I wait for a break in the raging waves before doing my thing after stepping down the gangway of the cruise ship with care. To be in my tiny rubber boat, I took one fast stride.
Within just a short period of time, our small exploration group bounced through a napping seal and chunks of floating ice that shimmered blue. As I finally stop on a rocky beach, I gather my feet above the zodiac to get to the northernmost area of the Peninsula of the Antarctic.
Walking by blocks of beached ice, my senses are struck by a tremendous sight and a pungent guano smell. Happy, waddling penguins reaching hundreds were surrounding me and it was nice to watch them. Their number soared high past a rocky slope, around where my eyes could reach.
It's our first landing on this remotest of continents, and already the two day cruise from Ushuaia, Argentina, through infamously rough seas is paying off. Increasingly, tourists across nations learn how much this vast crystalline wilderness situated at the bottom of the world is worth all the hassles in traveling.
Yearly, the number of visitors increase and some 26,000 visited last year. Patterns of swirling blue are broken by lectures on global sneaky penguins.
This may be known to be the coldest continent of all, but then during the austral summer's December days, the weather is remarkably pleasant. Temperatures often get above freezing even into the 40s on the peninsula. Trips are usually held from November up to March.
This 100 meter long cruise ship is capable of traversing through icy waters travels the seas for around 11 days and carries around 100 travelers most of the time. The ship is comfortable, but not fancy. Many passengers go to its library, auditorium and even their bar and lounge.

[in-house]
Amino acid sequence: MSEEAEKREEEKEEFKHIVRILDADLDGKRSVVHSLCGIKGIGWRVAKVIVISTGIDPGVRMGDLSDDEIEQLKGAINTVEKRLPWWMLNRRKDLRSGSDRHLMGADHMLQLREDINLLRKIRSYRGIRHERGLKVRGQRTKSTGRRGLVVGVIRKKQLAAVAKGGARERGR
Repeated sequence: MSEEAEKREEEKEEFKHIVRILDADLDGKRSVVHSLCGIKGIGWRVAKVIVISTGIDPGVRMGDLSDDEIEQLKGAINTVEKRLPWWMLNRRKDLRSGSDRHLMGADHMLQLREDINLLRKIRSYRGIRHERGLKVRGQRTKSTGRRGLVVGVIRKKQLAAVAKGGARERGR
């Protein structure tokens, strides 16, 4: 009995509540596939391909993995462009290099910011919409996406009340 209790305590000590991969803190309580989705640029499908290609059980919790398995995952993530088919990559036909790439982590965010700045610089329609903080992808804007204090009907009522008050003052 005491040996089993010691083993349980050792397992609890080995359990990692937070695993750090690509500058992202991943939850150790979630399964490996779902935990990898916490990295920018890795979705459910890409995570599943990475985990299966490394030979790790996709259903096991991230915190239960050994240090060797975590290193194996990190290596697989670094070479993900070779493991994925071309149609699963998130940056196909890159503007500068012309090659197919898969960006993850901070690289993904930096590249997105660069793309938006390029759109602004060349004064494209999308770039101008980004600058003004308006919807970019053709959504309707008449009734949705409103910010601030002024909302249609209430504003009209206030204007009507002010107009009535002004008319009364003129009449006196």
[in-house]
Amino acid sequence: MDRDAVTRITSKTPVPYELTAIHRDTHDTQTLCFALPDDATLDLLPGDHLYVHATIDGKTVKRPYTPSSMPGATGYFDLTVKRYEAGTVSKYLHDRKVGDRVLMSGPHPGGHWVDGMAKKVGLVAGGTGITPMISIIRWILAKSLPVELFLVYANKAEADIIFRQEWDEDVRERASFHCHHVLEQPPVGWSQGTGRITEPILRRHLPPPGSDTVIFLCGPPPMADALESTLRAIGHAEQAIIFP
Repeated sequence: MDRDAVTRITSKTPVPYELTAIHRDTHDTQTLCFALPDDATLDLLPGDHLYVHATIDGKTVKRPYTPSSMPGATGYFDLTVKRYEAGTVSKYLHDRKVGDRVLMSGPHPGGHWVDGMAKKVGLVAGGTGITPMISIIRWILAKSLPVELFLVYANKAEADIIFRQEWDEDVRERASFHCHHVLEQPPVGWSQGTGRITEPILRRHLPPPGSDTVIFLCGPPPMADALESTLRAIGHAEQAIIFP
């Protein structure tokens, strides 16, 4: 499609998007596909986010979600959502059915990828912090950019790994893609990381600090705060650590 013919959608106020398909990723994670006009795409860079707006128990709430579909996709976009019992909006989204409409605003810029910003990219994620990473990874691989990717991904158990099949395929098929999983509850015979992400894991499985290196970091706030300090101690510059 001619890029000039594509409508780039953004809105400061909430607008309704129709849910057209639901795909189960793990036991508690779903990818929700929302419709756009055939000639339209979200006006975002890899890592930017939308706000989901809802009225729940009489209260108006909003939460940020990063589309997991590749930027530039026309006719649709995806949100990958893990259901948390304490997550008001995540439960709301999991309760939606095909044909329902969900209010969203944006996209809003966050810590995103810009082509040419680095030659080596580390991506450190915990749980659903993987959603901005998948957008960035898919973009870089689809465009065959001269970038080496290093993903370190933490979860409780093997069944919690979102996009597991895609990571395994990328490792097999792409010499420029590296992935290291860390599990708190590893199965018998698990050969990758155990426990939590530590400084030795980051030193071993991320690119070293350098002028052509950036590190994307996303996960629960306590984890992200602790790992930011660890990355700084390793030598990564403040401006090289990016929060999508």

Aboard tiny yachts, people troop to Antarctica. We go and leave the port this coming Friday night. We could barely wait for the next day, when we get to see birds in flight, most especially the albatrosses which parade their graceful arcs and exceptional glides.
In their aim to pass time while cruising the sea, tour guides inject lectures by different experts from a marine biologist, geologist, bird expert, historian and an artist that teaches them how to draw and paint penguins and icebergs. All throughout the trip, surprisingly, global warming was not discussed, but this was often in discussions.
Many of the trip's highlights happened during landings on the continent and nearby islands. Hearing the stentorian clapping boom of a calving iceberg or perhaps gazing at a thundering avalanche are truly remarkable experiences. So many things, right on the decks of the ship, can be seen. Thanks to short hours of darkness, tourists maximize their trip.
It would be proper to be heavily dressed to keep the icy winds from making you uncomfortable while you look at the beautiful wind carved iceberg sculptures floating by, shimmer in shades of blue and others in brilliant white.
We went through glorious white landscapes in high mountains glazed with glaciers that hang high. Some times, whales would be seen. A long glorious sunset paints the sky with bright hues of red and orange.
As we returned to the ship, we got word that an older passenger got so ill and had to be evacuated as soon as possible.
This translates to the need for taking a long overnight detour and heading back to the Islands of South Shetland just to grab an airstrip. Because of evacuations like this, which can cost tens of thousands of dollars, many tour groups highly recommend that passengers get medical evacuation insurance.
Once the man got his medical evacuation and was sent to Chile, we sent ourselves to where newly Gentoo penguins were being fed, in the Island of Ardley. The parent penguin puts the chick?s head into his mouth cautiously to leave a slimy strand connecting their beaks as she regurgitates a snack of krill unto the young one?s mouth.